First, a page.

Bears that have tasted human food crave it and may become a problem; these bears are usually killed. So for the bears’ welfare and your own safety, keep food from bears. Always follow these guidelines:
- Never leave food out and unattended. Store food day and night; wildlife is always active.
- Use proper food storage techniques: Always use a bear canister, bear bag, tree- or pole-hung bag or provided metal food locker to stow all the following: food, snacks, empty food containers and cookware (even if cleaned); personal hygiene products such as toothpaste, feminine products and sunscreen; every little bit of trash; and even the clothes you wear for cooking (clothing can absorb food odors). Some hikers even include their stove. See our article on food handling and storage for more details about how to use a bear canister or bear bag, and how to hang your food.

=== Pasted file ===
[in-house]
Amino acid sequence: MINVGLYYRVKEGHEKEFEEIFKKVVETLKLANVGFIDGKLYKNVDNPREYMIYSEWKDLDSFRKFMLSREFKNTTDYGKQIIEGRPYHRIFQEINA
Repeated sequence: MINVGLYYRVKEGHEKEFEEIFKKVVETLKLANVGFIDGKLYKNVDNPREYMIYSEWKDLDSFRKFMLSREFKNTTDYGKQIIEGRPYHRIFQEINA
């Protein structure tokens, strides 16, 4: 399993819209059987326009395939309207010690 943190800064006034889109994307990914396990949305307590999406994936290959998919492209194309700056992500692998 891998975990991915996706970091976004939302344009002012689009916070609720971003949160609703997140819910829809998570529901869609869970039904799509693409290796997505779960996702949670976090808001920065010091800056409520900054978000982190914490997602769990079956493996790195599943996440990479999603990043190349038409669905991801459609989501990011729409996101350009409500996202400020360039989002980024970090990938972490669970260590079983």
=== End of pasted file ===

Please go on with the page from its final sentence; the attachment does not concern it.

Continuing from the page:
- Keep odors at a distance: Cook food and wash dishes (and hands) well away from your tent so odors don’t attract bears near where you sleep. Use only a tiny bit of liquid unscented soap.
- Strain dishwater: Bring a small piece of metal screen to strain food particles out of your dishwater. Put these particles in your trash bag to haul out.
- Follow Leave No Trace principles (as well as any official regulations) for disposing of human waste.
Black Bears vs. Grizzlies: What To Do if You Encounter a Bear
Most bears are wary of humans and will flee as soon as they smell, hear or see a person. However, bears are unpredictable and dangerous. Always give a bear a wide berth when possible.